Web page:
Family means everything to 34-year-old civil rights attorney Tahanie Aboushi.
Be it her nine siblings, her many nieces and nephews, her Palestinian-American parents, who immigrated to New York City from East Jerusalem before she was born – or the many New Yorkers who have had brushes with the justice system. And that’s why she says she’s running to become Manhattan’s next district attorney.
When she was just 13 years old, Aboushi’s mother and father were both arrested on charges related to untaxed cigarettes. While her mother was acquitted of all charges, her father was sentenced to 20 years in prison for “conspiracy to commit robbery, conspiracy to possess stolen property, theft from interstate shipment and transportation of a stolen vehicle,” according to The New York Times. He was just released from prison two years ago.
In the middle of her parents’ case proceedings, the presiding judge asked the prosecutor what would be done with her and her siblings, Aboushi told City & State in a recent interview. The prosecutor responded by saying that that wasn’t her priority.
“For us, we were like, oh, so we're really up in the air,” she recalled. “Our family's been completely torn apart. We're absolutely destabilized. No foundation, no structure, no guidance. And there was no one that was going to help. There was no way to do anything about it.”
Aboushi’s mother raised her and her siblings while their father served his lengthy sentence, though they frequently spoke to him on the phone and visited him in prison. Both of her parents encouraged her and her siblings to press on, get an education and to do right by their community.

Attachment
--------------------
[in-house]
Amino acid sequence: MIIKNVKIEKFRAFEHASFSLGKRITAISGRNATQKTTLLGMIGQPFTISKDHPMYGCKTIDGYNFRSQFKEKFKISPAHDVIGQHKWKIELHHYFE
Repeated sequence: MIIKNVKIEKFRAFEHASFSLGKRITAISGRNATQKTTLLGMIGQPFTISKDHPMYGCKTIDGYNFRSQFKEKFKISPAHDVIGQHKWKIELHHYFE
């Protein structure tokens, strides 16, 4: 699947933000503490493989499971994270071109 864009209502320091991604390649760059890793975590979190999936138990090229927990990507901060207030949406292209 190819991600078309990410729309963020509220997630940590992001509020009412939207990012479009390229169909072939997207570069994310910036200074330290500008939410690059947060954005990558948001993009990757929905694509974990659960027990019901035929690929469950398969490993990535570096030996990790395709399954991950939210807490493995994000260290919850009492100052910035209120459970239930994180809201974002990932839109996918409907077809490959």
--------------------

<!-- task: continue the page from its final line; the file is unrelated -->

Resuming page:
Today, Aboushi works at the full service law firm that she founded in 2010 – a year after getting her law degree from Syracuse University – where she specializes in criminal and civil rights law. Aboushi’s sister, brother and her brother’s wife also work alongside her at the firm.
In January, Aboushi won a case defending FDNY firefighters who were required to be clean shaven but had difficulty complying with the regulation due to their quick-growing facial hair and susceptibility to razor burn. In 2018, she defended three Muslim women who were forced to remove their hijabs to take mug shots who were awarded a $180,000 settlement from the city. And in 2017, Aboushi went to the John F. Kennedy Airport shortly after news of President Donald Trump’s Muslim travel ban broke. She headed up a legal team – that ended up sleeping in the airport for three days straight – filing habeas petitions in federal court to pull people out of detention.